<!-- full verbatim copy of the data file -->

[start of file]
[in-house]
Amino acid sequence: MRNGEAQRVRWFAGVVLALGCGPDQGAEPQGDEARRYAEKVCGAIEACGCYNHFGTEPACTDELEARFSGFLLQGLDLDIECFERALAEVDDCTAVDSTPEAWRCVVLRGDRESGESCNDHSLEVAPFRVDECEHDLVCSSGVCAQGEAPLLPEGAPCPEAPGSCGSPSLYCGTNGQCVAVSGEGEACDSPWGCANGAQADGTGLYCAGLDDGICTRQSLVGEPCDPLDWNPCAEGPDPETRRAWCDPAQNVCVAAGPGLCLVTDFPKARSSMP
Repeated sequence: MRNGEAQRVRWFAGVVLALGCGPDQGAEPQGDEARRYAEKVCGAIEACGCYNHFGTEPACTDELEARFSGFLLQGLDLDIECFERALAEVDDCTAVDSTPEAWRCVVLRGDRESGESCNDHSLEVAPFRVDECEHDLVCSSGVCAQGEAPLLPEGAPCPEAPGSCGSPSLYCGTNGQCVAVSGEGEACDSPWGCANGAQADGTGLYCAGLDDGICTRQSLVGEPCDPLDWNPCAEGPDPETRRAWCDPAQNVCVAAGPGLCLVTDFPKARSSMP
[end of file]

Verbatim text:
[in-house]
Amino acid sequence: MRNGEAQRVRWFAGVVLALGCGPDQGAEPQGDEARRYAEKVCGAIEACGCYNHFGTEPACTDELEARFSGFLLQGLDLDIECFERALAEVDDCTAVDSTPEAWRCVVLRGDRESGESCNDHSLEVAPFRVDECEHDLVCSSGVCAQGEAPLLPEGAPCPEAPGSCGSPSLYCGTNGQCVAVSGEGEACDSPWGCANGAQADGTGLYCAGLDDGICTRQSLVGEPCDPLDWNPCAEGPDPETRRAWCDPAQNVCVAAGPGLCLVTDFPKARSSMP
Repeated sequence: MRNGEAQRVRWFAGVVLALGCGPDQGAEPQGDEARRYAEKVCGAIEACGCYNHFGTEPACTDELEARFSGFLLQGLDLDIECFERALAEVDDCTAVDSTPEAWRCVVLRGDRESGESCNDHSLEVAPFRVDECEHDLVCSSGVCAQGEAPLLPEGAPCPEAPGSCGSPSLYCGTNGQCVAVSGEGEACDSPWGCANGAQADGTGLYCAGLDDGICTRQSLVGEPCDPLDWNPCAEGPDPETRRAWCDPAQNVCVAAGPGLCLVTDFPKARSSMP